How do you show hospitality to other Christians, particularly those who serve you and others in your local church and at churches around the world? Showing hospitality to others—particularly strangers—requires a level of trust and acceptance that is not necessarily required of us in our everyday lives. It forces us to rely on a common bond in Jesus Christ, rather than a particular blood relationship or shared experience. It forces us out of our comfort zones and into a territory where we must place our trust in God.

John used words such as love and truth to describe this kind of living, and he used the negative example of Diotrephes to illustrate the dangers of going down a different path. We have a responsibility as Christians to live according to the truth we find in the life and ministry of Jesus, to care for and support those who serve God’s people. Our Lord was surrounded by people who took care of Him. Third John teaches us that we should do the same for those who carry on the teaching of Jesus in our own day.

2 John Overview

2 John Overview

John did not identify himself by name in this letter, but he did adopt the term “elder” for himself (2 John 1:1). There has been some debate about whether an author named John the Elder wrote this letter (as well as 3 John, which is addressed the same way) or if John the apostle was using a different title for himself. However, the earliest church tradition from the second century on testified in unison that this letter and its companion, 3 John, were written by the apostle, not by a mysterious and unknown elder. In fact, an apostle using the term “elder” for himself was not at all unprecedented—Peter did that very thing in his first epistle (1 Peter 5:1).

John offered little in the way of detail in the short letter we call 2 John. Nothing in the circumstances John discussed in the letter would lead a reader of the time to think that it did not go to the same churches that received 1 John. The apostle addressed the letter “to the chosen lady and her children,” a mysterious phrase that has been much debated (2 John 1:1). It either refers to an actual woman or serves as a metaphor for a church. In either case, whether to a smaller family group joined by blood or to a larger one joined by confession, the application of the letter should remain unchanged. With this letter’s thematic similarity to 1 John, it is best to suggest that John wrote from Patmos in about AD 90.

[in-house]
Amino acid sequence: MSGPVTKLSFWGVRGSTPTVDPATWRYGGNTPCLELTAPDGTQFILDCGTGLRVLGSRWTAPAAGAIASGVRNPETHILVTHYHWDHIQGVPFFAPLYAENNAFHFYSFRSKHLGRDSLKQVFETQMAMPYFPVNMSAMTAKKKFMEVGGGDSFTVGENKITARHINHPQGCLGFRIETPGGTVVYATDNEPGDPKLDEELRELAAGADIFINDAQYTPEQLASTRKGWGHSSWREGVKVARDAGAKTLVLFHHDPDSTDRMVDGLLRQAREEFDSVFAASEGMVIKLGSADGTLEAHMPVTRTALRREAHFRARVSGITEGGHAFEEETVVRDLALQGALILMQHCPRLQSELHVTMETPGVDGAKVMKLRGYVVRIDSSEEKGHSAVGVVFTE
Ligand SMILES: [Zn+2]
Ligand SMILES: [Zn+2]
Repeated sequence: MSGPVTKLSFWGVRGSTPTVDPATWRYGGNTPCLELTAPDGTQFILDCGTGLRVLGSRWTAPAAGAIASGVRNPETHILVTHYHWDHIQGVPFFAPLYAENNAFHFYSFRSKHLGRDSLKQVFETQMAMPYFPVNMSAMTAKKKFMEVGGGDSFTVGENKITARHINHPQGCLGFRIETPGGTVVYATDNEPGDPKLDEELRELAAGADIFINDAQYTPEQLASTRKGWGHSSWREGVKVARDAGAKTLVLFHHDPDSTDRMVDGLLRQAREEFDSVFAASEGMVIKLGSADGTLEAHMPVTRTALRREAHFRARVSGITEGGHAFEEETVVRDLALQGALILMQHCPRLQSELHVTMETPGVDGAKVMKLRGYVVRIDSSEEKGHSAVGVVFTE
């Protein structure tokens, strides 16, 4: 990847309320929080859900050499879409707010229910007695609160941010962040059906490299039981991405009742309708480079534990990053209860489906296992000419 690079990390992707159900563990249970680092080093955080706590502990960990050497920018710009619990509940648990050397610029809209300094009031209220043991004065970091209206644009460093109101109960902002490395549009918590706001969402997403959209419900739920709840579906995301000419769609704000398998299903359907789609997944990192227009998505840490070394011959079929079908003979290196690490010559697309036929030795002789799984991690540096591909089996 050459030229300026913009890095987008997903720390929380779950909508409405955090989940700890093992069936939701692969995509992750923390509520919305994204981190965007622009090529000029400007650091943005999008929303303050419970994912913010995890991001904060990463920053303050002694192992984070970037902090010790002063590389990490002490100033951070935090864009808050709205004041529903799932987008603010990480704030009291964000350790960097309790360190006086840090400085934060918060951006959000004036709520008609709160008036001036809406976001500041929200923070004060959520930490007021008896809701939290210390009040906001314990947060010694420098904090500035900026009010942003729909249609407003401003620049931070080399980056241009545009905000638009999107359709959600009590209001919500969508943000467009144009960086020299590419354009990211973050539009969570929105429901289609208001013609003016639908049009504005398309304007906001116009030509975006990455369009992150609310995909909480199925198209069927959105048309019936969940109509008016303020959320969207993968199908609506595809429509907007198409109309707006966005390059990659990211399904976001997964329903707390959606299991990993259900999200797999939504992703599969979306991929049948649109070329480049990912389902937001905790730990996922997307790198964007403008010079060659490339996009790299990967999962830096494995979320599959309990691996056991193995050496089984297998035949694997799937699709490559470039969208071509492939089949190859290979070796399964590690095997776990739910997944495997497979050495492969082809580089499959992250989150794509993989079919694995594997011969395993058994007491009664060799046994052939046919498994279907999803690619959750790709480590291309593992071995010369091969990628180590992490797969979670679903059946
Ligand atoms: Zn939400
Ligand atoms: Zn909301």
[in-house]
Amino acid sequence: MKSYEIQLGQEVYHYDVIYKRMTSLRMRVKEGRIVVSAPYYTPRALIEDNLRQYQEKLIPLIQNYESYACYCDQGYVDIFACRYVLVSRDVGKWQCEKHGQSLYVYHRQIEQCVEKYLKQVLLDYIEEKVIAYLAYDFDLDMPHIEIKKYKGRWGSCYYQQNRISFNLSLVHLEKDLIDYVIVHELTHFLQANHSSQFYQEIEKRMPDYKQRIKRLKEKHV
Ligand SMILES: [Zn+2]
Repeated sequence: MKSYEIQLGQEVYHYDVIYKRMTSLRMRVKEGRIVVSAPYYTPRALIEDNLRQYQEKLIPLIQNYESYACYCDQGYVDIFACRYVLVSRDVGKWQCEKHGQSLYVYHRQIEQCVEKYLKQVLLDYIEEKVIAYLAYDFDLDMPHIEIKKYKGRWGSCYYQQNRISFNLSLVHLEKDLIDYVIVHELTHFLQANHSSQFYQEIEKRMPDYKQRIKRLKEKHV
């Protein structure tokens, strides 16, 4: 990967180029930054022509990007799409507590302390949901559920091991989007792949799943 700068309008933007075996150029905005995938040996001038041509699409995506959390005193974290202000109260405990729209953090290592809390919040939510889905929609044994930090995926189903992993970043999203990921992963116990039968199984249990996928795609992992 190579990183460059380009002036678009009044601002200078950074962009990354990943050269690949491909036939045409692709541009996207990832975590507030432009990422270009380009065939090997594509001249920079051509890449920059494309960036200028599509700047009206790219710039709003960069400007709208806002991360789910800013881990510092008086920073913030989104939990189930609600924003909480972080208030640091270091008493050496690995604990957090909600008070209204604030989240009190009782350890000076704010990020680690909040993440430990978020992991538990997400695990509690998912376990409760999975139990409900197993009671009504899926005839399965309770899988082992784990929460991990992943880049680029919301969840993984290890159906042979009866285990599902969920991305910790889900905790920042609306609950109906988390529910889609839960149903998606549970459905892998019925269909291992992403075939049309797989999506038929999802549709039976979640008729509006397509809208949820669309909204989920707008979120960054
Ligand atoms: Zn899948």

Second John makes clear what our position should be regarding the enemies of the truth. Whereas 1 John focuses on our fellowship with God, 2 John focuses on protecting our fellowship from those who teach falsehood. The apostle went so far as to warn his readers against inviting false teachers into the house or even offering them a greeting (2 John 1:10). Such practices align the believer with the evildoer, and John was keen on keeping the believers pure from the stain of falsehood and heresy.

John began his second epistle proclaiming his love for “the chosen lady and her children,” a love he shared with those who know the truth (2 John 1:1). From the reports he had received, he understood that these believers were following the teachings of Christ. He summed up this kind of lifestyle in the exhortation to “love one another” (1:5), a clear reference to the great commandments of Jesus—to love God and love your neighbor (Matthew 22:36–40; John 13:34).

In other words, those who walk in the truth should be people who love others. But they should be cautious whom they love. Deceivers and false teachers had infiltrated the church—people who taught falsehoods about the person of Jesus, teaching that He was not truly a man but only appeared to be one. This early heresy, called Docetism, required the strongest possible response from John. So the apostle warned the true believers away from these false teachers. John’s encouragement, then, was not simply to love but to love others within the limits that truth allows.

John’s strong encouragement to the believers in 2 John involved loving one another. However, John did not leave love undefined but described it as walking “according to His commandments” (2 John 1:6). This echoes the teaching of Jesus in John’s gospel, where the Lord told His followers, “If you love Me, you will keep My commandments” (John 14:15).

Our love is dependent on our obedience. When we don’t obey, we don’t love. Often we get in the mind-set that our obedience to God affects only ourselves. But that simply is not true. Our actions, whether obedient or disobedient, have ripple effects far beyond our own limited vision of a circumstance.